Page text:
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Ignoring Nature No More电子书

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37人正在读 | 0人评论 9.8

作       者:Marc Bekoff

出  版  社:University of Chicago Press

出版时间:2013-01-06

字       数:96.3万

所属分类: 进口书 > 外文原版书 > 法律/政治/宗教

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For far too long humans have been ignoring nature. As the most dominant, overproducing, overconsuming, big-brained, big-footed, arrogant, and invasive species ever known, we are wrecking the planet at an unprecedented rate. And while science is important to our understanding of the impact we have on our environment, it alone does not hold the answers to the current crisis, nor does it get people to act. In Ignoring Nature No More, Marc Bekoff and a host of renowned contributors argue that we need a new mind-set about nature, one that centers on empathy, compassion, and being proactive.?This collection of diverse essays is the first book devoted to compassionate conservation, a growing global movement that translates discussions and concerns about the well-being of individuals, species, populations, and ecosystems into action. Written by leading scholars in a host of disciplines, including biology, psychology, sociology, social work, economics, political science, and philosophy, as well as by locals doing fieldwork in their own countries, the essays combine the most creative aspects of the current science of animal conservation with analyses of important psychological and sociocultural issues that encourage or vex stewardship. The contributors tackle topics including the costs and benefits of conservation, behavioral biology, media coverage of animal welfare, conservation psychology, and scales of conservation from the local to the global. Taken together, the essays make a strong case for why we must replace our habits of domination and exploitation with compassionate conservation if we are to make the world a better place for nonhuman and human animals alike.
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Cover

Copyright

Title Page

Dedication

Contents

Foreword

Preface. Who Lives, Who Dies, and Why: It Shouldn’t Be All about Us

Acknowledgments

Part One. Ethics, Conservation, and Animal Protection: Trying to Make Difficult Decisions Easier

1. The Infirm Ethical Foundations of Conservation

2. Venturing beyond the Tyranny of Small Differences: The Animal Protection Movement, Conservation, and Environmental Education

3. Ecocide and the Extinction of Animal Minds

4. Talking about Bushmeat

5. Conservation, Animal Rights, and Human Welfare: A Pragmatic View of the “Bushmeat Crisis”

Part Two. Conservation Behavior and “Enlightened Management”: Guidelines for Restoring, Recreating, and Redecorating Nature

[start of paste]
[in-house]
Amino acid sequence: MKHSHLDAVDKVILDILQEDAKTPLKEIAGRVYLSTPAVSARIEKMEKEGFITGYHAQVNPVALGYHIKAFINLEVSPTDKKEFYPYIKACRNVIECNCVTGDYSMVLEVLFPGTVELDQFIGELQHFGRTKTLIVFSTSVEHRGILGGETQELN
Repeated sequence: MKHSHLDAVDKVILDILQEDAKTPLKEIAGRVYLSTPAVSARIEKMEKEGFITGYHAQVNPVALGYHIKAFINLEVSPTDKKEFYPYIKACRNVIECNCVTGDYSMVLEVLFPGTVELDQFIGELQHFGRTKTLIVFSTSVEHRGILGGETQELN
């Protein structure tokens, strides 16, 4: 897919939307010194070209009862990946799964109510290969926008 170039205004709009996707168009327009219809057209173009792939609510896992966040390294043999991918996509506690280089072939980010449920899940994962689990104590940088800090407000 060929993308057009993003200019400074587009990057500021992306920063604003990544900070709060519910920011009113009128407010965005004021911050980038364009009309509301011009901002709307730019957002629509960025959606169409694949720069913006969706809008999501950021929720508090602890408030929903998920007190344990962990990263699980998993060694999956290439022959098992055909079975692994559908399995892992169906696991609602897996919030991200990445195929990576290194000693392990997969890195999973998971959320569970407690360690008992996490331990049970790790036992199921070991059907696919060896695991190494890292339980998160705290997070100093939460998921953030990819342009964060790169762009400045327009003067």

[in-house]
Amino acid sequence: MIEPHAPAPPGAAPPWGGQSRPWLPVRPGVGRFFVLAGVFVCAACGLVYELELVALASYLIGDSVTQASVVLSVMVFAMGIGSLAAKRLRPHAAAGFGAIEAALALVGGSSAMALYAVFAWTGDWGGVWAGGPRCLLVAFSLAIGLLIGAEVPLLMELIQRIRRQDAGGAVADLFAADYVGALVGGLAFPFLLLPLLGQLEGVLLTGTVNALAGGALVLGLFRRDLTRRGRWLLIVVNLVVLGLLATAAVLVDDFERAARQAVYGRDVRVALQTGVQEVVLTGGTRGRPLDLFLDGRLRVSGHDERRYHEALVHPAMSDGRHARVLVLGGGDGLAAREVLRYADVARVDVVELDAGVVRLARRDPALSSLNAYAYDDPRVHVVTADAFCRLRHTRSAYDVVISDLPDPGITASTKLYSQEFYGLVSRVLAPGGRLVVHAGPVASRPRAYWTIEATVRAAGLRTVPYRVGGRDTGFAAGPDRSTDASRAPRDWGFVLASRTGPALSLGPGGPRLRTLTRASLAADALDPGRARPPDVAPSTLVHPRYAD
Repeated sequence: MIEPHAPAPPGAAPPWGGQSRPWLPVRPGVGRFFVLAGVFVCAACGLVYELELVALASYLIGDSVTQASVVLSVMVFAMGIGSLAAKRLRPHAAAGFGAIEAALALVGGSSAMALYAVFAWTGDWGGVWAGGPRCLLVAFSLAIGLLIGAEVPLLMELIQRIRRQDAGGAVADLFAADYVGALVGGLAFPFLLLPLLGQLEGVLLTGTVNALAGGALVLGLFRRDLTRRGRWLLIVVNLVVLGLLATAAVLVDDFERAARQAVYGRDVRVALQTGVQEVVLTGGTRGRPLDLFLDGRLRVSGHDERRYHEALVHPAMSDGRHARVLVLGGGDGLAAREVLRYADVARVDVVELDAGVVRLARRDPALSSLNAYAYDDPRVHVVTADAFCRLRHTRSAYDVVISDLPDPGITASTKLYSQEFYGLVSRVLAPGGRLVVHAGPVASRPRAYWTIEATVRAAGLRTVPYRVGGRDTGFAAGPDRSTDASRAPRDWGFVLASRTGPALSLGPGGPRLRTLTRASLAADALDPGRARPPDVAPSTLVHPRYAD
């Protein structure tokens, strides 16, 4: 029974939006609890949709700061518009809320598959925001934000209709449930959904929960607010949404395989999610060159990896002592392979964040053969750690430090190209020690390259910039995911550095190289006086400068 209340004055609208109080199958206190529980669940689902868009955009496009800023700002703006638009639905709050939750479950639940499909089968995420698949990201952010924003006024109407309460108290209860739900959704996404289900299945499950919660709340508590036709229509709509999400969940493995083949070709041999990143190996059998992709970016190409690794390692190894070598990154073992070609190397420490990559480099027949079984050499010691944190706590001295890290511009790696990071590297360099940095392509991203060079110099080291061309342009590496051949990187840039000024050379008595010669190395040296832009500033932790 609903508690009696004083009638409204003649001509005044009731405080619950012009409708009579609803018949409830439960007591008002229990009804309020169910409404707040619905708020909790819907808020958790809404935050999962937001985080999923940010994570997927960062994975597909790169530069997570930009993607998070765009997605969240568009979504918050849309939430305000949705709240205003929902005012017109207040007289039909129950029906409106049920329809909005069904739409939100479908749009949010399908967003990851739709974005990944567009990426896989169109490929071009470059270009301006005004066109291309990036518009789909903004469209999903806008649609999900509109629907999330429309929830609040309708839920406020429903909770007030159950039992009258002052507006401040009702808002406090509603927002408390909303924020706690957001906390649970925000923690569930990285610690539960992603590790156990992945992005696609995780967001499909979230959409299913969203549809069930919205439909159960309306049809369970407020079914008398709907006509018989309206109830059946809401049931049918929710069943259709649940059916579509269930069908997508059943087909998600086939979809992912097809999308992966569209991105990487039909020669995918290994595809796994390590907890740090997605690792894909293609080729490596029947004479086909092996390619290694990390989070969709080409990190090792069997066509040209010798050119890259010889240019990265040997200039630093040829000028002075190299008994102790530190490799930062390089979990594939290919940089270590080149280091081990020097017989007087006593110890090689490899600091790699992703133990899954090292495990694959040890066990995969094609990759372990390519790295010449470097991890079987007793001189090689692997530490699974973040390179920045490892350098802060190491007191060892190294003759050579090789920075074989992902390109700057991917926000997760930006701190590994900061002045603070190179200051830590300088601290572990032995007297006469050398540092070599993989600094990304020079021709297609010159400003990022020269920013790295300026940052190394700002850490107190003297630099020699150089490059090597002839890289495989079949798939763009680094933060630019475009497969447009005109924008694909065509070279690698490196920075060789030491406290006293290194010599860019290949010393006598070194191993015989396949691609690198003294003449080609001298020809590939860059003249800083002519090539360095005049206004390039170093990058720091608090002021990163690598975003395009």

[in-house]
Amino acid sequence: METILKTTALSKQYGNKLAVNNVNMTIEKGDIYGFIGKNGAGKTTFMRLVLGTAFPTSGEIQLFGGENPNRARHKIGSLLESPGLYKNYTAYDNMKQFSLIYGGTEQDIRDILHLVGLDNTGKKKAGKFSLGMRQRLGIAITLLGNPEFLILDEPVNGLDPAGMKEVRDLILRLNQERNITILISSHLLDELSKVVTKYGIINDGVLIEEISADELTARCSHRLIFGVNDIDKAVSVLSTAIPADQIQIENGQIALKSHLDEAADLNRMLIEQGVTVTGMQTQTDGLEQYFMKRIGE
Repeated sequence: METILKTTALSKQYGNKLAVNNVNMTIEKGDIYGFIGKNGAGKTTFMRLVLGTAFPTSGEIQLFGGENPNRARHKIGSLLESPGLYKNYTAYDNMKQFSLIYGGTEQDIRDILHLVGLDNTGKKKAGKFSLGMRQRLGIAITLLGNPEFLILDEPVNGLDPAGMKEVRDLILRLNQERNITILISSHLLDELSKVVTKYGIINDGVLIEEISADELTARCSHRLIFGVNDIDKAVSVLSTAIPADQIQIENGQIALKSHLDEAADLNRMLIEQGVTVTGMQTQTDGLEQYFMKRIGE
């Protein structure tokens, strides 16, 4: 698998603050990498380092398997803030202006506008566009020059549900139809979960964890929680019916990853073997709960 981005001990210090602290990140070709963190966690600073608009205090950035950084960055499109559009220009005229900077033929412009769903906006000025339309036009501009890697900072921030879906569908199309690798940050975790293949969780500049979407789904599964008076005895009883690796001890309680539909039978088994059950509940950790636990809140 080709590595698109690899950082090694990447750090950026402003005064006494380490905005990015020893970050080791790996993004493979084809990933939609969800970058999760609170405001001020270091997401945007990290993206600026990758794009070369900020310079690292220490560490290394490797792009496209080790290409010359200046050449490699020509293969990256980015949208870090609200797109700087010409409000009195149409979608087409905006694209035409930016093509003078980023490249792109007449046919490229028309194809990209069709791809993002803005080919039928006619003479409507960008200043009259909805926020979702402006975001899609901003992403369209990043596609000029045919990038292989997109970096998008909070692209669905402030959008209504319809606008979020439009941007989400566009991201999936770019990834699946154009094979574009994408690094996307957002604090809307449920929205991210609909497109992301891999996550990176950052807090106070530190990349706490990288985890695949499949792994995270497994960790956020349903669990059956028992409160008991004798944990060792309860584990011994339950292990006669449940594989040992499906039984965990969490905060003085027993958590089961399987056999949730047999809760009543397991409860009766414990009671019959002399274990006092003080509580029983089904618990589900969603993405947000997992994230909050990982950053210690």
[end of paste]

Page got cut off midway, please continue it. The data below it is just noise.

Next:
6. Why We Really Don’t Care about the Evidence in Evidence-Based Decision Making in Conservation (and How to Change This)

7. Cautionary Wildlife Tales: Learning to Fail or Failing to Learn?

8. Coyotes, Compassionate Conservation, and Coexistence: Why Ignoring Nature Means Ineffective “Predator Management”

9. Why Evolutionary Biology Is Important for Conservation: Toward Evolutionarily Sustainable Harvest Management

10. Reintroductions to “Ratchet Up” Public Perceptions of Biodiversity: Reversing the Extinction of Experience through Animal Restorations

11. Przewalski’s Horses and Red Wolves: Importance of Behavioral Research for Species Brought Back from the Brink of Extinction

12. Why Individuals Matter: Lessons in Animal Welfare and Conservation

Part Three. Conservation Economics and Politics: It All Comes Down to Money

13. The Imperative of Steady State Economics for Wild Animal Welfare

14. Conservation, Biodiversity, and Tourism in New Zealand: Engaging with the Conservation Economy

Part Four. Human Dimensions of Social Justice, Empathy, and Compassion for Animals and Other Nature

15. Anthropological Perspectives on Ignoring Nature

16. Nature and Animals in Human Social Interactions: Fostering Environmental Identity

17. Conservation Social Work: The Interconnectedness of Biodiversity Health and Human Resilience

18. The War on Nature—Turning the Tide?: Lessons from Other Movements and Conservation History

19. Consuming Nature: The Cultural Politics of Animals and the Environment in the Mass Media

20. Children, Animals, and Social Neuroscience: Empathy, Conservation Education, and Activism

Part Five. Culture, Religion, and Spirituality: Using Empathy and Compassion to Develop a Unified Global Movement to Protect Animals and Their Homes

21. Compassionate Conservation: A Paradigm Shift for Wildlife Management in Australasia

22. Explaining China’s Wildlife Crisis: Cultural Tradition or Politics of Development

23. A Triangular Playing Field: The Social, Economic, and Ethical Context of Conserving India’s Natural Heritage

24. Conservation and Its Challenges in Kenya

25. Is Green Religion an Oxymoron?: Biocultural Evolution and Earthly Spirituality

26. Avatar: The Search for Biosynergy and Compassion

Some Closing Words: Moving Ahead with Heart, Peace, and Compassion

About the Contributors

Contributors’ Contact Information

Index

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